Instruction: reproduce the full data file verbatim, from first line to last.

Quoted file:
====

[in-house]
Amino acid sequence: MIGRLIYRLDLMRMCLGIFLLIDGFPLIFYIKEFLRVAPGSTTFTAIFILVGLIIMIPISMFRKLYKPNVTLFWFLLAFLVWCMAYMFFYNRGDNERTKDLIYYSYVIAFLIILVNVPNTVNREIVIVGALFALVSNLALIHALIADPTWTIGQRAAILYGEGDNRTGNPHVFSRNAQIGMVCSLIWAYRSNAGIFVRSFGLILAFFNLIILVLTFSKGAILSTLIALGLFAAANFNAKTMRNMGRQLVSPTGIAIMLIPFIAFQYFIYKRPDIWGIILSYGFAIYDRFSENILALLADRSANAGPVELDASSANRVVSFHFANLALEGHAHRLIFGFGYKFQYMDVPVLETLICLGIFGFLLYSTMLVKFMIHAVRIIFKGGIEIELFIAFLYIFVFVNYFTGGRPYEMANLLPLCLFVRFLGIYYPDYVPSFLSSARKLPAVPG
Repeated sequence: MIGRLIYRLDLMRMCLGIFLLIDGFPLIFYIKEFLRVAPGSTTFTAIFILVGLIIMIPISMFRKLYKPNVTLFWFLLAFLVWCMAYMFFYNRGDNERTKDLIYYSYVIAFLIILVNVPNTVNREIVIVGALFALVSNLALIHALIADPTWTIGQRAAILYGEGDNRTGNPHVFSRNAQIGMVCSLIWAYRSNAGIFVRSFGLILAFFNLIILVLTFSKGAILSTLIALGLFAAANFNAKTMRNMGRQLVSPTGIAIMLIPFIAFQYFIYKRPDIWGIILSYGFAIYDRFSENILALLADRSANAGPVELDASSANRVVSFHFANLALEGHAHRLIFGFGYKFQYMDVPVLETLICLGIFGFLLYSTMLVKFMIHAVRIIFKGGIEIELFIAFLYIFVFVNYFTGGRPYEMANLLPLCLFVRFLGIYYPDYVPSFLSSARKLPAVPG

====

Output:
[in-house]
Amino acid sequence: MIGRLIYRLDLMRMCLGIFLLIDGFPLIFYIKEFLRVAPGSTTFTAIFILVGLIIMIPISMFRKLYKPNVTLFWFLLAFLVWCMAYMFFYNRGDNERTKDLIYYSYVIAFLIILVNVPNTVNREIVIVGALFALVSNLALIHALIADPTWTIGQRAAILYGEGDNRTGNPHVFSRNAQIGMVCSLIWAYRSNAGIFVRSFGLILAFFNLIILVLTFSKGAILSTLIALGLFAAANFNAKTMRNMGRQLVSPTGIAIMLIPFIAFQYFIYKRPDIWGIILSYGFAIYDRFSENILALLADRSANAGPVELDASSANRVVSFHFANLALEGHAHRLIFGFGYKFQYMDVPVLETLICLGIFGFLLYSTMLVKFMIHAVRIIFKGGIEIELFIAFLYIFVFVNYFTGGRPYEMANLLPLCLFVRFLGIYYPDYVPSFLSSARKLPAVPG
Repeated sequence: MIGRLIYRLDLMRMCLGIFLLIDGFPLIFYIKEFLRVAPGSTTFTAIFILVGLIIMIPISMFRKLYKPNVTLFWFLLAFLVWCMAYMFFYNRGDNERTKDLIYYSYVIAFLIILVNVPNTVNREIVIVGALFALVSNLALIHALIADPTWTIGQRAAILYGEGDNRTGNPHVFSRNAQIGMVCSLIWAYRSNAGIFVRSFGLILAFFNLIILVLTFSKGAILSTLIALGLFAAANFNAKTMRNMGRQLVSPTGIAIMLIPFIAFQYFIYKRPDIWGIILSYGFAIYDRFSENILALLADRSANAGPVELDASSANRVVSFHFANLALEGHAHRLIFGFGYKFQYMDVPVLETLICLGIFGFLLYSTMLVKFMIHAVRIIFKGGIEIELFIAFLYIFVFVNYFTGGRPYEMANLLPLCLFVRFLGIYYPDYVPSFLSSARKLPAVPG